The labor market continues to present us with some confusing signals in the close of 2021. Payroll growth once again came in under expectations while the unemployment rate shows a continued swift drop in joblessness. Both sides of today’s report agree the labor market is recovering. The disagreement is just over how fast it is happening.

The household survey once again contains much of the good information in this report. Unemployment dropped as employment rates increased. Noticeably, the prime-age employment rate rose to 79% and is on track to hit its pre-pandemic level later this spring. Concerns about the stubborn flatlining of the overall labor force participation should take into consideration that employment for this core demographic group continues to rise.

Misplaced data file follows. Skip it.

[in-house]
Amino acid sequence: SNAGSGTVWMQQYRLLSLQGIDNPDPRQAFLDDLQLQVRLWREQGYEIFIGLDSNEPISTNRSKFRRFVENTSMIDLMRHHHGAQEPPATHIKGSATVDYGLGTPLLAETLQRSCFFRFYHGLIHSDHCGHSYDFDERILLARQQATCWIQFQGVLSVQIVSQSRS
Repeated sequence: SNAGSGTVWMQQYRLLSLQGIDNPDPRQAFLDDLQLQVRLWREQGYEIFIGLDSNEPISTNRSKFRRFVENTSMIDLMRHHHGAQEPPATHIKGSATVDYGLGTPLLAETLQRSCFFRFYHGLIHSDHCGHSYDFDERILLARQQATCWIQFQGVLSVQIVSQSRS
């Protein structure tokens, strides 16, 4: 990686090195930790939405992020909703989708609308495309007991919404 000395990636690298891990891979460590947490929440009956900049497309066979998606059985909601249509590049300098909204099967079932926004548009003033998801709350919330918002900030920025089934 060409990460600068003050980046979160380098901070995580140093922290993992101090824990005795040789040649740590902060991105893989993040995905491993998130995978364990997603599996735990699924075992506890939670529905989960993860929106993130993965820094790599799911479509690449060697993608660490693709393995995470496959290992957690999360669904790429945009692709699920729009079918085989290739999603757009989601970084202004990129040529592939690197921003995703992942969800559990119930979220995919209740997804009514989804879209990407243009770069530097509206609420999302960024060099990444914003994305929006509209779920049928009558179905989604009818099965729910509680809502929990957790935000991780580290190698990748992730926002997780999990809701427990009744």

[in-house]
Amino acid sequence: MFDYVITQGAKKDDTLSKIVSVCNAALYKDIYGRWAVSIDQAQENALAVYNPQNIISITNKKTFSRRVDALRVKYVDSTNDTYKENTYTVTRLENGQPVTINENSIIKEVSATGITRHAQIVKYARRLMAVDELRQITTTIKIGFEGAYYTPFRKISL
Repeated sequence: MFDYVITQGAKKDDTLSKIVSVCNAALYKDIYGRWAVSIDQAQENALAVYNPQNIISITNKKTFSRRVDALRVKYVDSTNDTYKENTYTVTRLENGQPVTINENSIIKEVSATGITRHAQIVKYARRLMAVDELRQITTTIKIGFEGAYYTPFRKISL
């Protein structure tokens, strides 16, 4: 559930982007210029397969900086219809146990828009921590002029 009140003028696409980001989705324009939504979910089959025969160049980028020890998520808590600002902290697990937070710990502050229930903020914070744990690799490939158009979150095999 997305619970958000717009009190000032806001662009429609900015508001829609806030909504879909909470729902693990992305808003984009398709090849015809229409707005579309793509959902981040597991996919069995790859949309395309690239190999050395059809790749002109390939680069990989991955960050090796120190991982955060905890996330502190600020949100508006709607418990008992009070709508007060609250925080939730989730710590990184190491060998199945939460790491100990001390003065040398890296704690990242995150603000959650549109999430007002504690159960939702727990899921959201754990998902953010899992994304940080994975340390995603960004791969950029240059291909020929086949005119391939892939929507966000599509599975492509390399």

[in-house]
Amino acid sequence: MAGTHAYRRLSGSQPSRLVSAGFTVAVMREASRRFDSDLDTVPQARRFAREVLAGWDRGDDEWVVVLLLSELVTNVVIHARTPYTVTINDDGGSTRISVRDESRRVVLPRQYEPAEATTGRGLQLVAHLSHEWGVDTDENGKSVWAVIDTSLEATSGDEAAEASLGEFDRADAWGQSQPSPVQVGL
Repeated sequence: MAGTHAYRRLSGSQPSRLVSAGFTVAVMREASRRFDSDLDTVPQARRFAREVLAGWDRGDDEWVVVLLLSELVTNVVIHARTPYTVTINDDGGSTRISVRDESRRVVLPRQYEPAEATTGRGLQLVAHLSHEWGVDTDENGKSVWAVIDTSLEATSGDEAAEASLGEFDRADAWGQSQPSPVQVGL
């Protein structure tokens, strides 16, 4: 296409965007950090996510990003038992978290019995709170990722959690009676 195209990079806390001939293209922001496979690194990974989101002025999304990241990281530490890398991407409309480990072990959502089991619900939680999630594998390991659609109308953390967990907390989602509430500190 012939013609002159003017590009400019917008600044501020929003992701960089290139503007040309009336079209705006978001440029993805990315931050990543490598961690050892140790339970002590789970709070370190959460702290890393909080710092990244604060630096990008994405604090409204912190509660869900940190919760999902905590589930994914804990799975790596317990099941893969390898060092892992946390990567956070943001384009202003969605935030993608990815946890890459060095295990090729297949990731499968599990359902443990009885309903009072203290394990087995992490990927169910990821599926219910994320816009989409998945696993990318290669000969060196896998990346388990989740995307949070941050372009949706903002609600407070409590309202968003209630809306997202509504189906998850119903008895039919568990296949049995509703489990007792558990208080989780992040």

But the number of payroll jobs added in December was disappointing. The gains were disproportionately located in leisure and hospitality, with a quarter of the 211,000 private sector jobs gains coming from that sector. However, the pace of progress there has slowed alongside the rest of the labor market. The still strong wage gains for production workers suggests that many employers may have to continue bidding up pay in order to get more hires through the door.

The new year is off to a rocky start. These less than stellar numbers were recorded before the omicron variant started to spread significantly in the United States. Hopefully the current wave of the pandemic will lead to limited labor market damage. The labor market is still recovering, but a more sustainable comeback is only possible in a post-pandemic environment.